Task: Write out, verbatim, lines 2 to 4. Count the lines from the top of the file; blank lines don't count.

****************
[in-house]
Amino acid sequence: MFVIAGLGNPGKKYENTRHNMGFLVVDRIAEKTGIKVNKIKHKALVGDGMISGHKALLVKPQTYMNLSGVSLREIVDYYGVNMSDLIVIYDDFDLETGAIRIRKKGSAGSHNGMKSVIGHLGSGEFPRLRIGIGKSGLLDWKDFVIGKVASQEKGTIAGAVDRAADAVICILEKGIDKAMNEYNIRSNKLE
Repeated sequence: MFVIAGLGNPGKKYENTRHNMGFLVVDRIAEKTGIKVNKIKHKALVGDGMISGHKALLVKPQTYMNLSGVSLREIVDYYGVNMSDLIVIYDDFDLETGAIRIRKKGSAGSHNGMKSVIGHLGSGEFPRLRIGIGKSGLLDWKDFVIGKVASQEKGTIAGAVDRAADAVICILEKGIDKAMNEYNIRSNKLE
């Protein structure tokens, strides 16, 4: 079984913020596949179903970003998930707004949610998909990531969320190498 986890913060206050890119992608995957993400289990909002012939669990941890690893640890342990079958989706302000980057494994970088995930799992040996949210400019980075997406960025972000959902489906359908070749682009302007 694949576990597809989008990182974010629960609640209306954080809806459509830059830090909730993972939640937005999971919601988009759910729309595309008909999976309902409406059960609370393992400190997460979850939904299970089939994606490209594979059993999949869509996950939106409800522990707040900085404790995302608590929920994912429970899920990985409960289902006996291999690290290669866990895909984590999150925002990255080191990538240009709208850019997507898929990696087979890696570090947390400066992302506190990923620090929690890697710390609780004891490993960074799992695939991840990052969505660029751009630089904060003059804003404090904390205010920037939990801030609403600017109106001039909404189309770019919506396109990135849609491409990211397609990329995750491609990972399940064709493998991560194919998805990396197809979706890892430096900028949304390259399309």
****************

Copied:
Amino acid sequence: MFVIAGLGNPGKKYENTRHNMGFLVVDRIAEKTGIKVNKIKHKALVGDGMISGHKALLVKPQTYMNLSGVSLREIVDYYGVNMSDLIVIYDDFDLETGAIRIRKKGSAGSHNGMKSVIGHLGSGEFPRLRIGIGKSGLLDWKDFVIGKVASQEKGTIAGAVDRAADAVICILEKGIDKAMNEYNIRSNKLE
Repeated sequence: MFVIAGLGNPGKKYENTRHNMGFLVVDRIAEKTGIKVNKIKHKALVGDGMISGHKALLVKPQTYMNLSGVSLREIVDYYGVNMSDLIVIYDDFDLETGAIRIRKKGSAGSHNGMKSVIGHLGSGEFPRLRIGIGKSGLLDWKDFVIGKVASQEKGTIAGAVDRAADAVICILEKGIDKAMNEYNIRSNKLE
């Protein structure tokens, strides 16, 4: 079984913020596949179903970003998930707004949610998909990531969320190498 986890913060206050890119992608995957993400289990909002012939669990941890690893640890342990079958989706302000980057494994970088995930799992040996949210400019980075997406960025972000959902489906359908070749682009302007 694949576990597809989008990182974010629960609640209306954080809806459509830059830090909730993972939640937005999971919601988009759910729309595309008909999976309902409406059960609370393992400190997460979850939904299970089939994606490209594979059993999949869509996950939106409800522990707040900085404790995302608590929920994912429970899920990985409960289902006996291999690290290669866990895909984590999150925002990255080191990538240009709208850019997507898929990696087979890696570090947390400066992302506190990923620090929690890697710390609780004891490993960074799992695939991840990052969505660029751009630089904060003059804003404090904390205010920037939990801030609403600017109106001039909404189309770019919506396109990135849609491409990211397609990329995750491609990972399940064709493998991560194919998805990396197809979706890892430096900028949304390259399309």